Jesus is the Way Ministry lives as founder's legacy

Jesus is the Way Ministry lives as founder's legacy

RANTOUL – Jesus is the Way Prison Ministries, which moved to Rantoul 11 years ago, will continue to work with former inmates despite the death of its founder and president.

The Rev. Jesse E. Mathes Jr. of Gifford died June 13 at the age of 65.

"Jesus is the Way will continue as a legacy to Jesse and keep going strong," said his widow, Edith Mathes, a member of the ministry board.

An Army veteran, the Rev. Mathes worked in construction prior to opening Jesus is the Way out of their home in Champaign 31 years ago.

The ministry was moved to a former Holiday Inn Junior in Rantoul in 1997. The motel serves not only as a headquarters for the ministry but also a place for former jail and prison inmates to get back on their feet while looking for jobs.

Rantoul Mayor Neal Williams praised the Rev. Mathes' efforts to change lives.

"Jesse helped a number of individuals in a very positive way," Williams said on Monday.

"He transformed the old Holiday Inn Junior to a facility where individuals couple make a transition to society. Jesse will be missed."

"He wanted a place (for former inmates) to come to where they could call home," said his daughter, Brenda Mathes, an administrative assistant at Jesus is the Way.

"He believed that the heart of Jesus was that everybody deserved that chance. Everybody makes mistakes, and if you put Jesus first, then you will succeed."

But it wasn't just ex-inmates that the ministry has tried to help.

"When he first received Jesus as his lord and savior, my dad's prayer to God was to help people that other people didn't want to help," Brenda Mathes said.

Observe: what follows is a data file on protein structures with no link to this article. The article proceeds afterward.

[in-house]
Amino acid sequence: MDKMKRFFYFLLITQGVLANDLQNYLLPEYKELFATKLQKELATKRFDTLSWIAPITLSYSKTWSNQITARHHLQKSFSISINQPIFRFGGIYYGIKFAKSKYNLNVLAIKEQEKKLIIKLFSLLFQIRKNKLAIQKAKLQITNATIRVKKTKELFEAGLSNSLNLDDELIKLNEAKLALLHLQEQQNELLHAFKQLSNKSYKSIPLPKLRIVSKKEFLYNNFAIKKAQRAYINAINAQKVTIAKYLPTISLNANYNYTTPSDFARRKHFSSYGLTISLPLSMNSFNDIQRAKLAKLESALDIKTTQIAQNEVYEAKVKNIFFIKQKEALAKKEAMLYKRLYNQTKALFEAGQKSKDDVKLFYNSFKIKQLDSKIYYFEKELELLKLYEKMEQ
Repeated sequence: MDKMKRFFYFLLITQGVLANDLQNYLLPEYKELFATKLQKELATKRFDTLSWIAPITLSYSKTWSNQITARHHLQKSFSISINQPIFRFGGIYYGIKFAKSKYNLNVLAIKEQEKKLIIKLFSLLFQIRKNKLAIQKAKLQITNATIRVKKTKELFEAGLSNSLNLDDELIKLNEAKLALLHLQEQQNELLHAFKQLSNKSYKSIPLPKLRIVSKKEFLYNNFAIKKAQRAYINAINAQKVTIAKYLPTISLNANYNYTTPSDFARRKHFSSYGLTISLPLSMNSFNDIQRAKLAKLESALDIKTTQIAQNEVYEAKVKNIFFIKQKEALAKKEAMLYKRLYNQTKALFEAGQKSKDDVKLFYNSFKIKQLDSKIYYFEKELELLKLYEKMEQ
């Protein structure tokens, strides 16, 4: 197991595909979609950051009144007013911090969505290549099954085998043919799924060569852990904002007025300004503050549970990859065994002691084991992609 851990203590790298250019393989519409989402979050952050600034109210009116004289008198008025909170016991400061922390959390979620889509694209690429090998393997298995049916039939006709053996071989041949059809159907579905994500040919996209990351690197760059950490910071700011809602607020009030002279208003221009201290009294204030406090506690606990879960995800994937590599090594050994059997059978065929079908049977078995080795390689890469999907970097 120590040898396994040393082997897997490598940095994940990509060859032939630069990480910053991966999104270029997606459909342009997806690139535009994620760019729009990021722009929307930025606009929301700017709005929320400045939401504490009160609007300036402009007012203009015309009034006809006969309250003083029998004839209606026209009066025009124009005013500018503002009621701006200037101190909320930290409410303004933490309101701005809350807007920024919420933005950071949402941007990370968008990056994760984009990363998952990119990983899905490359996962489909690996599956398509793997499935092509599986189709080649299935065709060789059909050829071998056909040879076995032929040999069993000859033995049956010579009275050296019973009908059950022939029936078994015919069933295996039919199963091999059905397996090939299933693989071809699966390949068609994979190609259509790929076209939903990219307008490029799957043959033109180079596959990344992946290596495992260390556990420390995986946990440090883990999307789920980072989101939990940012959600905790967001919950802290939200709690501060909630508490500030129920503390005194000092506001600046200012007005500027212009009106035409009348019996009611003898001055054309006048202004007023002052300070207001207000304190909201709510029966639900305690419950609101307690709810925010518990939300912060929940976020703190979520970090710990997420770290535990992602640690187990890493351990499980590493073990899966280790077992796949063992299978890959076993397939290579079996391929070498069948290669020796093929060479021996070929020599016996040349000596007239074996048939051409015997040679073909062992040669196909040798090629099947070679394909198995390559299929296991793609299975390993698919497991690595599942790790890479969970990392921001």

A native of Lenoir City, Tenn., the Rev. Mathes could relate to those he helped. He formerly had been incarcerated in a county jail.

Edith Mathes said her husband was converted to Christ during an altar call at a country church in his hometown, seven years after the Matheses had married.

"When he came up from the altar ... he stood up very radiantly and forcefully and says, 'If there is anyone who doesn't feel the way I feel, you should get down here to the altar right now.'"

She said his ministry began immediately, and her conversion soon followed.

She said his heart was always about telling others of Christ.

"I'm sure he's seeing a lot of people in heaven that he ministered to," she said.

Brenda Mathes said no definite successor has been selected.

She said two weeks prior to his death, her father told the board of his decision to retire, "and they were talking about people (who would make a good successor as president) and who they would like."

The Rev. Mathes, who had been in failing health in recent years, had worked primarily out of his home the past year.

Brenda Mathes said 60 volunteers assist in the ministry, going into jails and prisons and helping with the ministry's Aftercare program in Rantoul.

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